By the sink where I was stung on the bottom by a wasp, where I attacked my mother with a squirtgun when she stayed too long on the phone, by the windowsill where we lay our collection of crystals and rocks to catch the garden sunlight, I watched my mother fill up the iron pot and put water on the stove to boil for mac and cheese. I waited, kicking my legs high at the maple table, the same table where I spewed beets as a baby, where I lay out my paints and paper at age three, where I blew out birthday candles on a white frosted cake at age five. Yoda came sauntering across the carpet, rubbed his back high against the sturdy legs of my chair, and looked up with saucy yellow eyes. Cat my mother despised. Same cat I later taught – at age six, in our new house in the country – to sit on the stoop railing and ring the doorbell to be let in.
But at this point we still lived in town, in an old Victorian with a bewitched basement and silent upstairs neighbors, a long screen porch filled with birds and fingerpaint and books, and a garden and grassy yard with a white wooden gate that stuck when it swung open to the white picketed yard surrounding the butter yellow house that always smelled of skin, Guatemalan baked beans, and Eskimo stone carvings cool to the touch. Their yard was always full of flowers and tall grass, a pool where we splashed in summer, long laundry lines where we hid under sheets in the white sun, a patio where we had long afternoon barbeques. In our quiet, unfenced yard we planted corn and tiger lilies and tomatoes. I prickled my feet on thorned weeds and swang on the steel swingset. We dressed up in gowns from the Goodwill and hid behind the ferns, princesses in the jungle. We took the seeds from the maple tree and watched them flutter in the air, silent green helicopters. I helped my mother dig in the garden, smelling the damp dark dirt unearthed by her green-handled spade.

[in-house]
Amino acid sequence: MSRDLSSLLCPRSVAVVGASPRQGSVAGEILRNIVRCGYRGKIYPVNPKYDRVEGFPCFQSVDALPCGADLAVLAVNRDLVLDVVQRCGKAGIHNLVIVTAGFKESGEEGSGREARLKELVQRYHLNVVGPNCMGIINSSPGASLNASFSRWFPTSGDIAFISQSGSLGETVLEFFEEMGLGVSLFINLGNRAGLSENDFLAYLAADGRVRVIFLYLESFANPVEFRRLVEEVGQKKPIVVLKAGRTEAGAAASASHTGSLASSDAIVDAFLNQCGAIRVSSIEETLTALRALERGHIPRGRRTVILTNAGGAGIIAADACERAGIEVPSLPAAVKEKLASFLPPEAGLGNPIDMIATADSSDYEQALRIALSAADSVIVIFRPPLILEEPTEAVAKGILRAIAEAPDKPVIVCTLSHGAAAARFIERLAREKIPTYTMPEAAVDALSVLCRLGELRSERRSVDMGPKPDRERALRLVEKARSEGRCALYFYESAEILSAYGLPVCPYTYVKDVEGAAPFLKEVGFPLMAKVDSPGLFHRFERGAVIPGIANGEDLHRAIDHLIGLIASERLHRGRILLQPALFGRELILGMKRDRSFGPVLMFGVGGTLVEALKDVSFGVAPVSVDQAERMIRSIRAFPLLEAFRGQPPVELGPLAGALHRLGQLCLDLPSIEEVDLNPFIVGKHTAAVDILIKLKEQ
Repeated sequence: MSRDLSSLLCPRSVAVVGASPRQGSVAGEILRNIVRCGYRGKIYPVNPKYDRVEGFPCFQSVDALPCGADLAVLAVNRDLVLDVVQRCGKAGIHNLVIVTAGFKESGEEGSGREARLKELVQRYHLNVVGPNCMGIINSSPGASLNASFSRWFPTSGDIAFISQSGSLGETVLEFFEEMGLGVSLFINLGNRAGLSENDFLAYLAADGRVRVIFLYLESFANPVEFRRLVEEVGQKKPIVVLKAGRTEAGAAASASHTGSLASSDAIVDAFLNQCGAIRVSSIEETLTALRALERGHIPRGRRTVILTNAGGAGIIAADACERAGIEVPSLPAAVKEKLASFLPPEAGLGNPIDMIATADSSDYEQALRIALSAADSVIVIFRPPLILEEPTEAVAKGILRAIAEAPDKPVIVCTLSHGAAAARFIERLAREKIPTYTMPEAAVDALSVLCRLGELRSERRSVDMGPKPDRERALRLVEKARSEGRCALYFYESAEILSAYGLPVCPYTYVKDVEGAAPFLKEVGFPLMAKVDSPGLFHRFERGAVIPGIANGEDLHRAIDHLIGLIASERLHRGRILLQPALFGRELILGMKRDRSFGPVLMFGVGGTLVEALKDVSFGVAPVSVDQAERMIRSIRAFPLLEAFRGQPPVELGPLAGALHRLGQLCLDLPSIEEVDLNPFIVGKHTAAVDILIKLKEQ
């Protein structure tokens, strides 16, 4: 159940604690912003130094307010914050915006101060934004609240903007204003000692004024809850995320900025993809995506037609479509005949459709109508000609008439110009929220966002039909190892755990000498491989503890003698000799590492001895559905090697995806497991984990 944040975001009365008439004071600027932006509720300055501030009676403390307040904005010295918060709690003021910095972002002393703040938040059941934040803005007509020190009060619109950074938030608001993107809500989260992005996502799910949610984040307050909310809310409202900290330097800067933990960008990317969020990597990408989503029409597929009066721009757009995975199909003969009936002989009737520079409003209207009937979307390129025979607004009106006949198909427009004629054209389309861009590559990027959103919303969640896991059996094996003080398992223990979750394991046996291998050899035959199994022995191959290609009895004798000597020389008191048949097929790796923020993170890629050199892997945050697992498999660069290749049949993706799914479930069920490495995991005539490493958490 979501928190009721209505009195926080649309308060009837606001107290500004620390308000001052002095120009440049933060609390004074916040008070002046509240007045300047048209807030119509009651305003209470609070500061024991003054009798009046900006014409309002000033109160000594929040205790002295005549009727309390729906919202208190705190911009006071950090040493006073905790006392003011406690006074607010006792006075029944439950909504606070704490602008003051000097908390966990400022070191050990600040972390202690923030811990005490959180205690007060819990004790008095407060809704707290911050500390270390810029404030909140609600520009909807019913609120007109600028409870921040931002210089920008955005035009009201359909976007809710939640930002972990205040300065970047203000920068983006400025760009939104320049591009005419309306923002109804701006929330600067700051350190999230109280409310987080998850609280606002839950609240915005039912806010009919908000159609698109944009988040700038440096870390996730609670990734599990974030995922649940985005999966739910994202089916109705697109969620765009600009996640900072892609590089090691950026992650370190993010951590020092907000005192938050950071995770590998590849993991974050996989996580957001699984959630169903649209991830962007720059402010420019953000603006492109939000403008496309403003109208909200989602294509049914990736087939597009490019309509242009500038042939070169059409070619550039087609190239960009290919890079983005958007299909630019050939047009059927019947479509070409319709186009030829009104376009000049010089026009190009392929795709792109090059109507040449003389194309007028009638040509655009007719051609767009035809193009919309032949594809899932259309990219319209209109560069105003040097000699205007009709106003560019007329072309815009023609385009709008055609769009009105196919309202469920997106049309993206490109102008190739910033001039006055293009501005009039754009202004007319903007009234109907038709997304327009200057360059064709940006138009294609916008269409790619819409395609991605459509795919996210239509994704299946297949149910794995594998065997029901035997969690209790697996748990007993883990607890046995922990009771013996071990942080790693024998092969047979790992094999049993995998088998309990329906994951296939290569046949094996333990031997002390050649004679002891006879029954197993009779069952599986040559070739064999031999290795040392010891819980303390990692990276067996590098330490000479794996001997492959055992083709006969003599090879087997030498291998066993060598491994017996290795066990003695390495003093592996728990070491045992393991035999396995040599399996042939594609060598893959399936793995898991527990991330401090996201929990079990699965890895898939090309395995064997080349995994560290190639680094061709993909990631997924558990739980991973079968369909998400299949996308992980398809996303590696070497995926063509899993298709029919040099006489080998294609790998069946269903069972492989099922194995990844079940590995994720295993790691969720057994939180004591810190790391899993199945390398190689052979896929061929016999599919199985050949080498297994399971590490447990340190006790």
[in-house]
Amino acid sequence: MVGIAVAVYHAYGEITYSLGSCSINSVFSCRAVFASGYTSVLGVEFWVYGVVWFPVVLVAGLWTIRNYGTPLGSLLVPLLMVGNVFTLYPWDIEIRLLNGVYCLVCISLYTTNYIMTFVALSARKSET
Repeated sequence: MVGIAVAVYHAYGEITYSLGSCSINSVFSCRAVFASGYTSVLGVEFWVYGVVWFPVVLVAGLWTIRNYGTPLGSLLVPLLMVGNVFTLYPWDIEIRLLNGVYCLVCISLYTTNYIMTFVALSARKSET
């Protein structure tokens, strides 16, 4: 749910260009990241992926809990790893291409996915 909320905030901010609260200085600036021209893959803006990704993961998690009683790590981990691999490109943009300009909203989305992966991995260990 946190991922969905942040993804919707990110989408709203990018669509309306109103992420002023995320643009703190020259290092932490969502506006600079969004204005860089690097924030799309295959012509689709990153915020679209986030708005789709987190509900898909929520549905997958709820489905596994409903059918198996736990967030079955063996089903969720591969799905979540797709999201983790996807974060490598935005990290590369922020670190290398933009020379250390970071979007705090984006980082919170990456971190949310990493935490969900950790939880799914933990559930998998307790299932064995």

And then I sat at the table, honey and cinnamon in hot milk when I couldn’t sleep; mac and cheese for an easy lunch, cheese that melted into the noodles and onto your mouth, an orange so mellow it made my stomach warm at the sight.